Classic Car Transportation
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Classic Car Transportation: What You Need to Know

In the life of every classic car owner, there often comes a time when you need to move it somewhere. The question is: how do you go about it?

Sure, you could use a truck and trailer to transport it yourself. However, this takes time and effort—not to mention driving expenses. That’s particularly true if you’re going to, say, a car show at the other end of the country.

The easiest solution, then, is to leave classic car transportation to the pros. Here’s how to choose the right carrier and services for your needs.

Transport Options

There are two main types of car shipping: open and closed. In essence, this is a question of affordability versus security.

Open transport involves loading a car onto an open trailer and fixing it in place. That can leave it susceptible to scratches and damage from inclement weather. This is an issue if you live in an area that’s prone to hail.

If you’re transporting vehicles over water, your carrier will board it on a ro-ro (roll-on/roll-off) ship. Your car will then travel alongside other vehicles on the ship’s deck. Ro-ro transport is another method of open transport.

Closed transport involves loading a car into an enclosed trailer. With over-water travel, your car will get shipped in a steel shipping container. These containers are then loaded onto a cargo ship for transport.

Both open and closed transport can be effective shipping methods. In general, closed transport is better for classic muscle cars in pristine conditions. That said, it’s also more expensive.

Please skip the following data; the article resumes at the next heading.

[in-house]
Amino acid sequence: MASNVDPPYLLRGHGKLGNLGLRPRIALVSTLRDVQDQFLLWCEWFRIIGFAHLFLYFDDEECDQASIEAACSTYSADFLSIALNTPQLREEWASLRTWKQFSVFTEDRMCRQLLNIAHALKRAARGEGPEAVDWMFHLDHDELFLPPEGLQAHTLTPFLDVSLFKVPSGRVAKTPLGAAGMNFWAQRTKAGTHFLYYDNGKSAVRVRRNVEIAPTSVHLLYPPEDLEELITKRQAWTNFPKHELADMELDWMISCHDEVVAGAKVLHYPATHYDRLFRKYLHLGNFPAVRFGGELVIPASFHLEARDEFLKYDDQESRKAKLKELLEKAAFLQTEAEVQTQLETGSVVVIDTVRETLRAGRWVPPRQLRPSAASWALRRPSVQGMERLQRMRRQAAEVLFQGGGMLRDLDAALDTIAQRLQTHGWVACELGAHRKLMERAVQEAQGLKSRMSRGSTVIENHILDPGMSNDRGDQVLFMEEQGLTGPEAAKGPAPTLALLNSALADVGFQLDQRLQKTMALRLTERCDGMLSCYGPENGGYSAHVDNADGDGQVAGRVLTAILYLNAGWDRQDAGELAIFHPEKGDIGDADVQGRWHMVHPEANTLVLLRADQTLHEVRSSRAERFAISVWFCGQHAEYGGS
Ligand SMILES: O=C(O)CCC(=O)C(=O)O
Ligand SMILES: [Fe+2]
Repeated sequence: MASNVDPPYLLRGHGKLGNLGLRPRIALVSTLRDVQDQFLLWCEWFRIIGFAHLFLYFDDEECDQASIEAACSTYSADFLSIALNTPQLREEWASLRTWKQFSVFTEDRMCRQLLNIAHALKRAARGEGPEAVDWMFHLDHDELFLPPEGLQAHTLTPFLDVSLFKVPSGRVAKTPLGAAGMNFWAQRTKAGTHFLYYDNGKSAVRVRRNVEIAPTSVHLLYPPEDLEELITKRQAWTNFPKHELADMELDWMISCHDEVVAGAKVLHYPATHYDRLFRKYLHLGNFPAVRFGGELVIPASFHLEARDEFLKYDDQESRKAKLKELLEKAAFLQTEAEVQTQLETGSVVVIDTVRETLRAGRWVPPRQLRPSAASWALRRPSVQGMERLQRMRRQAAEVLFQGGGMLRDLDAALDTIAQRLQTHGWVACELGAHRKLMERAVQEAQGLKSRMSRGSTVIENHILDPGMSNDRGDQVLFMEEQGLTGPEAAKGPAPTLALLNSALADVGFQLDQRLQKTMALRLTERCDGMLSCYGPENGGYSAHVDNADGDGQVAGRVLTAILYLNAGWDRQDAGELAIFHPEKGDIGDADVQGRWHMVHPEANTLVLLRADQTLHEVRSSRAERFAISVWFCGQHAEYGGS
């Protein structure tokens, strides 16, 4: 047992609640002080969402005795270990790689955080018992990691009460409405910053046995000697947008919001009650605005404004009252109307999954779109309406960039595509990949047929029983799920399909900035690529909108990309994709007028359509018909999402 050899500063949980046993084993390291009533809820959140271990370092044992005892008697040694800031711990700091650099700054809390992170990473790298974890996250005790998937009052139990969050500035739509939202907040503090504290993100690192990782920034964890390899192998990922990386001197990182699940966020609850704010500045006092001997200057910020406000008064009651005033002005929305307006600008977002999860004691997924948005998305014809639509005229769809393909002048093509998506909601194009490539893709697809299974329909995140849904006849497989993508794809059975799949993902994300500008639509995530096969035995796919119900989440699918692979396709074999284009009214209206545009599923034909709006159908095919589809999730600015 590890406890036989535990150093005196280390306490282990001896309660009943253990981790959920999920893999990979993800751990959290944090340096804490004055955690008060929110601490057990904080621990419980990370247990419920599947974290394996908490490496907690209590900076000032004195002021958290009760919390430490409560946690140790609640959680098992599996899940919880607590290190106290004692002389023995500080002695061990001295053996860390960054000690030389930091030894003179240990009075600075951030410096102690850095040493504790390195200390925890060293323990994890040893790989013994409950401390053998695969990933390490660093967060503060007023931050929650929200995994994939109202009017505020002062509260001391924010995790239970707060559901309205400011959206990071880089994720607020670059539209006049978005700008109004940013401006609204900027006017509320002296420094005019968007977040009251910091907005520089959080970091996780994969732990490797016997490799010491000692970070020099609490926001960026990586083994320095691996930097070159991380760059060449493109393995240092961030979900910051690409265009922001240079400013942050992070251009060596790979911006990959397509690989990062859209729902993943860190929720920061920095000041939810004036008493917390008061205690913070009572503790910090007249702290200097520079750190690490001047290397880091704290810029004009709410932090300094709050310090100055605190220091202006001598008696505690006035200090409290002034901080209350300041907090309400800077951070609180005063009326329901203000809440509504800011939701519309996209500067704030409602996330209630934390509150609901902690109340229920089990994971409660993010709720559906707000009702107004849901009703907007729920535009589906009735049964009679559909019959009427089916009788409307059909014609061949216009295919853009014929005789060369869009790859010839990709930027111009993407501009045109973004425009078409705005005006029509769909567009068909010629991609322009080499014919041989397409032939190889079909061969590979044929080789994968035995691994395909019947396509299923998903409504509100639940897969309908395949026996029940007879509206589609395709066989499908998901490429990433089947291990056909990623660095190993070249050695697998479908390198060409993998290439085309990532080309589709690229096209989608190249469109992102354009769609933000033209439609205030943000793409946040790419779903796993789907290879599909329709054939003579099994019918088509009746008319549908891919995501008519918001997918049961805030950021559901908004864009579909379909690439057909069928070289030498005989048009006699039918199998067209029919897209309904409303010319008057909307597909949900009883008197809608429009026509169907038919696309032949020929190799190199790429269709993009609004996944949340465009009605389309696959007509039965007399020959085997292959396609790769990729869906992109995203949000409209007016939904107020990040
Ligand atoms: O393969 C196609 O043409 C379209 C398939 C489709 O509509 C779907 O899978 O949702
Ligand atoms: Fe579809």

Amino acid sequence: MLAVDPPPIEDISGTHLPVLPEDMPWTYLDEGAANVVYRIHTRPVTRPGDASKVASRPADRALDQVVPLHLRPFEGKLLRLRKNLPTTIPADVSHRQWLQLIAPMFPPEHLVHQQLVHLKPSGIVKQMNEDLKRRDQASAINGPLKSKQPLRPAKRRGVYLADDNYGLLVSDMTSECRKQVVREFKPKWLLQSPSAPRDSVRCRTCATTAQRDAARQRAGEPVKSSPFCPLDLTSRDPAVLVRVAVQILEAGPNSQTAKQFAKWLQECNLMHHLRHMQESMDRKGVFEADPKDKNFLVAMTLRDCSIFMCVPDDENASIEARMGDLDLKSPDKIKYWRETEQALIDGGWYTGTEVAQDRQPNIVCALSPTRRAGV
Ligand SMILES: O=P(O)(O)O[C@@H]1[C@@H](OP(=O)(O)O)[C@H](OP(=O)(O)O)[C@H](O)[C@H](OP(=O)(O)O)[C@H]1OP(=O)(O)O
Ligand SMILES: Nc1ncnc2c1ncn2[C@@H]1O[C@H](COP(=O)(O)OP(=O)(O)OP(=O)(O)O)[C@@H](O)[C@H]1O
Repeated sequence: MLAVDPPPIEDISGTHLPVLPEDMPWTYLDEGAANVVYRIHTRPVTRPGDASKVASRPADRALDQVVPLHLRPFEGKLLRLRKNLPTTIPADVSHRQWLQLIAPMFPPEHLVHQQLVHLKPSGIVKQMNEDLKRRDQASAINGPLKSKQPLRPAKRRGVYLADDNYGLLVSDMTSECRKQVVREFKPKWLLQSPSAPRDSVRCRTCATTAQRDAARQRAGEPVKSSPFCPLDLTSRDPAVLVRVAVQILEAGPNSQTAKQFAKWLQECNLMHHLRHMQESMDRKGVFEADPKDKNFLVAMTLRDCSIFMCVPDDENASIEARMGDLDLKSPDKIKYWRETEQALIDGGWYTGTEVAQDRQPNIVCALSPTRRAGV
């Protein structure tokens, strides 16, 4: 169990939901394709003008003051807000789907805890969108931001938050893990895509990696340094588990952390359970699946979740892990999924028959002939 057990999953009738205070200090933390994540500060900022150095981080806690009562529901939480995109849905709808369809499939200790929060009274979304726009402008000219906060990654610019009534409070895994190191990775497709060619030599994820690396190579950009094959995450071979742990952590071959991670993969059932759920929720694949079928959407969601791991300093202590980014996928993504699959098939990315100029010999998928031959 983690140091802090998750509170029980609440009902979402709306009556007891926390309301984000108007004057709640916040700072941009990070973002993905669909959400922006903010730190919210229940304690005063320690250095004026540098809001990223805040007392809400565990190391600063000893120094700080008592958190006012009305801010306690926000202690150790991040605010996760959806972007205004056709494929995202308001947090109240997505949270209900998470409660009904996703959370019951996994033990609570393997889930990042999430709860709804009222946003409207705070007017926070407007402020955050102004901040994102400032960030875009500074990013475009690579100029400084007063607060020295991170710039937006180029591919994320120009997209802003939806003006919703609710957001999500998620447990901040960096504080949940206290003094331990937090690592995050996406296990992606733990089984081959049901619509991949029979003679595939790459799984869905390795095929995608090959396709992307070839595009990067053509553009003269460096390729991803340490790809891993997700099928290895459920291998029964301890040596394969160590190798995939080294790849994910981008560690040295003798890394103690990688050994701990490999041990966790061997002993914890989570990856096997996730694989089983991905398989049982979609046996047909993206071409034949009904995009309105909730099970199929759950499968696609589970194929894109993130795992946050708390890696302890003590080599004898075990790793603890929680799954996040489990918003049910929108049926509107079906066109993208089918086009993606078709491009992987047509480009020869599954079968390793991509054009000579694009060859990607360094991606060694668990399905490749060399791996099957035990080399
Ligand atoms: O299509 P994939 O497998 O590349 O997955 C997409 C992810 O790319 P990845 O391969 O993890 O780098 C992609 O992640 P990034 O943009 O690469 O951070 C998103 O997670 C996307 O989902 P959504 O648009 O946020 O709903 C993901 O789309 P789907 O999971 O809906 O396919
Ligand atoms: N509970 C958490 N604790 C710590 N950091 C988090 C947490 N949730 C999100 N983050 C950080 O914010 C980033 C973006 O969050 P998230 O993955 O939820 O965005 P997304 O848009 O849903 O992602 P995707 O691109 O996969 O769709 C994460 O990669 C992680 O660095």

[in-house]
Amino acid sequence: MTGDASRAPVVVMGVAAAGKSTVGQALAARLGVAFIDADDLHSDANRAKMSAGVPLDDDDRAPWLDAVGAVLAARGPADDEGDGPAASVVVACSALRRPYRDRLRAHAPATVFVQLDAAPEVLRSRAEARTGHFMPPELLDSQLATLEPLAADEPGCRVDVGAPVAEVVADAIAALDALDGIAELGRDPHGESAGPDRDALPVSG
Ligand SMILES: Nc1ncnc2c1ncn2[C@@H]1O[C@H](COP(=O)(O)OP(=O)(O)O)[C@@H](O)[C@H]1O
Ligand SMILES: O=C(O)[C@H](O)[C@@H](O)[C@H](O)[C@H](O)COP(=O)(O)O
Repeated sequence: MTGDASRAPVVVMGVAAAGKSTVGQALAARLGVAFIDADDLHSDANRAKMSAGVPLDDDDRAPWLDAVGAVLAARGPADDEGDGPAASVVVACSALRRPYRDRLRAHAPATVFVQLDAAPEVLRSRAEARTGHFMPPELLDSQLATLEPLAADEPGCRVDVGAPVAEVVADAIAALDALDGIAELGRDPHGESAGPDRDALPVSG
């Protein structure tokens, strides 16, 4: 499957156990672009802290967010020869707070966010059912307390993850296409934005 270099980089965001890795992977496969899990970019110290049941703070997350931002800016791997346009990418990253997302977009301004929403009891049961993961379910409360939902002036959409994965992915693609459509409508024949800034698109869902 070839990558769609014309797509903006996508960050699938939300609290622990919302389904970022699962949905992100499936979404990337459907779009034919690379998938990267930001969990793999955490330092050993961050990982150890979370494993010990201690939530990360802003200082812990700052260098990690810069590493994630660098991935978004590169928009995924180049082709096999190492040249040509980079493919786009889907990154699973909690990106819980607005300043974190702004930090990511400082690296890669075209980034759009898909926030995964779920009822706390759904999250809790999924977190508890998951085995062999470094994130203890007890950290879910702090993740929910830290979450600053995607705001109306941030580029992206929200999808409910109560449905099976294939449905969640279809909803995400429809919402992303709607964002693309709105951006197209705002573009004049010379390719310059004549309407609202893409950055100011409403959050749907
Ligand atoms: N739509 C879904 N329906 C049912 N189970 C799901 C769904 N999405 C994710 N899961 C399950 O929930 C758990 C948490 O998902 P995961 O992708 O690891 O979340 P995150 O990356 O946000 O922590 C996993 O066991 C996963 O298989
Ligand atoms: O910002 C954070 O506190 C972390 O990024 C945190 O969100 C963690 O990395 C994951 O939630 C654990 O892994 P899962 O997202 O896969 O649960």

Choosing a Carrier

Before choosing your transport company, do your research. That includes reading reviews, checking BBB, and looking at their FMCSA records.

Make sure to pick a carrier that specializes in classic car shipment. Most of these companies use nylon straps and choke to secure the car in place. Using metal or chains is a big no-no, as they can damage your vehicle.

Know the difference between auto brokers and fleet-owned companies. An auto broker doesn’t own or manage the fleet used to transport cars. Instead, they act as the middleman and handle the logistics of transport.

Hiring a broker makes it easier to ship a car anywhere you like. The downside is that most brokers won’t tailor their service to you. Still, good car shipping companies work with reputable carriers, so there’s little cause for concern.

Preparing Your Vehicle

Your carrier will give you instructions for preparing for transport. Read them carefully, as they may include fuel restrictions and safety considerations.

Make sure your vehicle is clean and that there are no personal items left inside. Take pictures of it, preferably in good lighting and from several angles. That will make it easier to identify any damage during transport.

Keep in mind that classic car insurance often only covers negligence. For that reason, it’s best to cover your car with an agreed value policy. If there are unforeseen circumstances, this will help you recoup your investment.

Classic Car Transportation Made Easy

Whether you’re selling your classic car, buying a new one, or moving it to a show or specialist, you’ll need a secure way to transport it. The above guide covers the basics of classic car transportation to make this task easier.

Not sure what qualifies as a classic car? Check out our guide to classic cars in the Classic Car Info section!